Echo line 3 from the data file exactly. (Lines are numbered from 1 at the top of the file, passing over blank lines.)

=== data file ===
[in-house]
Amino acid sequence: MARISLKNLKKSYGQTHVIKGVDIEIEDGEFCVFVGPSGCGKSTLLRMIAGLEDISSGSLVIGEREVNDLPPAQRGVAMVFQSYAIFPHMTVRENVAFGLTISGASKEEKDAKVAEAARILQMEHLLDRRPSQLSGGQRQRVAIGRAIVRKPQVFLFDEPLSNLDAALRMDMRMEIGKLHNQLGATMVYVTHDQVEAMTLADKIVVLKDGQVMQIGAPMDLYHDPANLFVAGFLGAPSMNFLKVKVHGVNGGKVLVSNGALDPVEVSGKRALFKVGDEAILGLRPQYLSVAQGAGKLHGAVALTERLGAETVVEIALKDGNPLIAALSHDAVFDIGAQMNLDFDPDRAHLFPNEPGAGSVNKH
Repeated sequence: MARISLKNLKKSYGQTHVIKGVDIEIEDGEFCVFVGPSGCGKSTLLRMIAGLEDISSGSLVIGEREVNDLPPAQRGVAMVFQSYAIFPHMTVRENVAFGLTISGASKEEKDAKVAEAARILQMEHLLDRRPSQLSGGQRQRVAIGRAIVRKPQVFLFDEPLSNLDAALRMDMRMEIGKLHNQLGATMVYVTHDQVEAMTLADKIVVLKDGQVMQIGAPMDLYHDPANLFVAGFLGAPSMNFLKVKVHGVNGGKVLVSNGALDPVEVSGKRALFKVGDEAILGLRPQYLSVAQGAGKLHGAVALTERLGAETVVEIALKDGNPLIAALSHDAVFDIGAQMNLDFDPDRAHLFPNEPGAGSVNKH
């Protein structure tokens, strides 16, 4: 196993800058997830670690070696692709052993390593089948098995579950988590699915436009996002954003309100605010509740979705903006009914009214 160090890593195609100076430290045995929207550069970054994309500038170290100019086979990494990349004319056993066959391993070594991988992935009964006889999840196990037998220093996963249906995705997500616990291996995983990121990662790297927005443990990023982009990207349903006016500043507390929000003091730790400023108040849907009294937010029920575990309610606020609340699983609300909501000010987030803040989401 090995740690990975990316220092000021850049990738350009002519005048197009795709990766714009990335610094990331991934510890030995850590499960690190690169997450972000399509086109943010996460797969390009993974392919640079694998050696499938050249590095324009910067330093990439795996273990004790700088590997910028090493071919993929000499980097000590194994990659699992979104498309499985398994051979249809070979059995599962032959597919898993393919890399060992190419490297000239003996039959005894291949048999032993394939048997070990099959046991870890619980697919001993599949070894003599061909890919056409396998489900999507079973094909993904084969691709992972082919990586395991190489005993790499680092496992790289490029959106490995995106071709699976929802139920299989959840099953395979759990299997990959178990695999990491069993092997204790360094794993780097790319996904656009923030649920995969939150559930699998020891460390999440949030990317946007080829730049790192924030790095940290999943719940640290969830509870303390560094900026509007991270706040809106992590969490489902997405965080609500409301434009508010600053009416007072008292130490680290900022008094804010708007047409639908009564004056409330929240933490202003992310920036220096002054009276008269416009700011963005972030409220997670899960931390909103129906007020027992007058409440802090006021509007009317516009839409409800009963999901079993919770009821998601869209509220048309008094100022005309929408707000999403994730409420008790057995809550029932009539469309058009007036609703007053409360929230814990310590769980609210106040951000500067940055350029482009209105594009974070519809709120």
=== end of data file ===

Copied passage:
Repeated sequence: MARISLKNLKKSYGQTHVIKGVDIEIEDGEFCVFVGPSGCGKSTLLRMIAGLEDISSGSLVIGEREVNDLPPAQRGVAMVFQSYAIFPHMTVRENVAFGLTISGASKEEKDAKVAEAARILQMEHLLDRRPSQLSGGQRQRVAIGRAIVRKPQVFLFDEPLSNLDAALRMDMRMEIGKLHNQLGATMVYVTHDQVEAMTLADKIVVLKDGQVMQIGAPMDLYHDPANLFVAGFLGAPSMNFLKVKVHGVNGGKVLVSNGALDPVEVSGKRALFKVGDEAILGLRPQYLSVAQGAGKLHGAVALTERLGAETVVEIALKDGNPLIAALSHDAVFDIGAQMNLDFDPDRAHLFPNEPGAGSVNKH